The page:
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Hiroshi Shimizu (director) was born on 28 March, 1903 in Yamaka, Shizuoka, Japan, is a film. Discover Hiroshi Shimizu (director)'s Biography, Age, Height, Physical Stats, Dating/Affairs, Family and career updates. Learn How rich is He in this year and how He spends money? Also learn how He earned most of networth at the age of 63 years old?

Popular As N/A
Occupation N/A
Age 63 years old
Zodiac Sign Aries
Born 28 March 1903
Birthday 28 March
Birthplace Yamaka, Shizuoka, Japan
Date of death (1966-06-23) Kyoto, Japan
Died Place N/A
Nationality Japan

We recommend you to check the complete list of Famous People born on 28 March. He is a member of famous film with the age 63 years old group.

Hiroshi Shimizu (director) Height, Weight & Measurements

At 63 years old, Hiroshi Shimizu (director) height not available right now. We will update Hiroshi Shimizu (director)'s Height, weight, Body Measurements, Eye Color, Hair Color, Shoe & Dress size soon as possible.

Physical Status
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Dating & Relationship status

He is currently single. He is not dating anyone. We don't have much information about He's past relationship and any previous engaged. According to our Database, He has no children.

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Hiroshi Shimizu (director) Net Worth

His net worth has been growing significantly in 2021-2022. So, how much is Hiroshi Shimizu (director) worth at the age of 63 years old? Hiroshi Shimizu (director)’s income source is mostly from being a successful film. He is from Japan. We have estimated Hiroshi Shimizu (director)'s net worth , money, salary, income, and assets.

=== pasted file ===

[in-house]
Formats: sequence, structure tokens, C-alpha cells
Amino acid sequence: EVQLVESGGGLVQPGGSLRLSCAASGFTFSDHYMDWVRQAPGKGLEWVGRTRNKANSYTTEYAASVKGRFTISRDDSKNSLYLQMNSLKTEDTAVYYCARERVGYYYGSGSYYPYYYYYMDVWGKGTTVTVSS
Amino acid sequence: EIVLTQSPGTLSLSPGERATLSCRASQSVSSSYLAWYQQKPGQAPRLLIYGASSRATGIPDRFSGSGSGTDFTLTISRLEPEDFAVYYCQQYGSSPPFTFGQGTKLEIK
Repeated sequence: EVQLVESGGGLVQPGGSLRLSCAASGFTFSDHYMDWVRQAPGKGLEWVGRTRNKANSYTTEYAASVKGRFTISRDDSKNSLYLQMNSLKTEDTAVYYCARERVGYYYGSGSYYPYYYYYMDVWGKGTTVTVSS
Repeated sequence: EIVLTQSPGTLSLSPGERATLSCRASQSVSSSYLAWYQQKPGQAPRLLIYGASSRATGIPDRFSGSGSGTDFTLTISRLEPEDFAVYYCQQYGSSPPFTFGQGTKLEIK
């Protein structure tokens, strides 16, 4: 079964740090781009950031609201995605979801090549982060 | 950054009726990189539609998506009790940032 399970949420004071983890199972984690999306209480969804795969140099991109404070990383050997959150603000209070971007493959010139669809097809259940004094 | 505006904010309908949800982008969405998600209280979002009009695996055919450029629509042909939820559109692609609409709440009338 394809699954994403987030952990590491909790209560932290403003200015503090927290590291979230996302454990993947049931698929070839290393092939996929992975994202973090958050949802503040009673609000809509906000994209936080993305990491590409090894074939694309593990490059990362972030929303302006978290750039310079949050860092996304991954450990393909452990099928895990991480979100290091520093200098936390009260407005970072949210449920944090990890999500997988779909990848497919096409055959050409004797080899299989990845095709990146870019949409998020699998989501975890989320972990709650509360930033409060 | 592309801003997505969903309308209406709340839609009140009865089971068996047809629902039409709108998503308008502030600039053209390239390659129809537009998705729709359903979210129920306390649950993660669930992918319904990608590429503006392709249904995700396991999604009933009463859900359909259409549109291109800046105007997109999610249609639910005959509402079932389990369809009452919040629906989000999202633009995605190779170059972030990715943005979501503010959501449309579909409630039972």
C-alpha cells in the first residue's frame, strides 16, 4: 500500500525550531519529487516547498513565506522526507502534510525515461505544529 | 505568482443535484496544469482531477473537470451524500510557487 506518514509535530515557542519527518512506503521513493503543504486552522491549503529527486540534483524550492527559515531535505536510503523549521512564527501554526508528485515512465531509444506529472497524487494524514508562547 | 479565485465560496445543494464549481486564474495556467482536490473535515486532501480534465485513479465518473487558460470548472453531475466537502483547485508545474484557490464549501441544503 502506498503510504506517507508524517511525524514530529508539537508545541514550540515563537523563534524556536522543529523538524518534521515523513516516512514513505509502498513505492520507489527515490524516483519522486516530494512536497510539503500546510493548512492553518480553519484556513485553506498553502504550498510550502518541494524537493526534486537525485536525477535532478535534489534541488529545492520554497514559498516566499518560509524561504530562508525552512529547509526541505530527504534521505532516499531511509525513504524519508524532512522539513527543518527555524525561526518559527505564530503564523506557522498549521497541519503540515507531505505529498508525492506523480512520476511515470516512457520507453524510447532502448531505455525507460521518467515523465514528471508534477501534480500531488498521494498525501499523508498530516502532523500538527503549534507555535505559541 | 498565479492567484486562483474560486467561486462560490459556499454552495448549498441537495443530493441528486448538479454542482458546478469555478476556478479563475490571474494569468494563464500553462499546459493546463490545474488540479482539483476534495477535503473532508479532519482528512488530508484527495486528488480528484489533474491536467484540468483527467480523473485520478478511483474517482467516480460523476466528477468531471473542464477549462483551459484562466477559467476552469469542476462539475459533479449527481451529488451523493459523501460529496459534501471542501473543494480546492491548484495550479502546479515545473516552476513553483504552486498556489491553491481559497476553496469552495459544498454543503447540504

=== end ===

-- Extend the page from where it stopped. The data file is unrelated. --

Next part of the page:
Net Worth in 2022 $1 Million - $5 Million
Salary in 2022 Under Review
Net Worth in 2021 Pending
Salary in 2021 Under Review
House Not Available
Cars Not Available
Source of Income film

Hiroshi Shimizu (director) Social Network




In 2008, Shochiku released two box sets which include eight of his films (Region 2 format, with both Japanese and English subtitles). The first box set contained the films Japanese Girls at the Harbor, Mr. Thank You, The Masseurs and a Woman and Ornamental Hairpin. The second box set contained Children in the Wind, Nobuko, Introspection Tower and Four Seasons of Children. In 2009, a Criterion Collection box set of four of his films (corresponding to the first Shochiku set) was released in the Region 1 format.


Shimizu lived with actress Kinuyo Tanaka from 1927 to 1929. He died of a heart attack on 23 June 1966 at the age of 63, seven years after directing his last film.


Films like Children in the Wind and Ornamental Hairpin have also, in retrospect, been interpreted as Shimizu's attempts to escape the realities of wartime Japan (one critic even attacked Ornamental Hairpin for wasting valuable film stock). The pressure put on Shimizu by the authorities to contribute to the war effort resulted in films like Introspection Tower (also titled The Inspection Tower, 1941) and Sayon's Bell (1943). After the war, having left Shochiku, Shimizu directed films for his own production company and the Shintoho and Daiei studios. Notable works of this era, in addition to Children of the Beehive, are Children of the Great Buddha (1952) and The Shiinomi School (1955).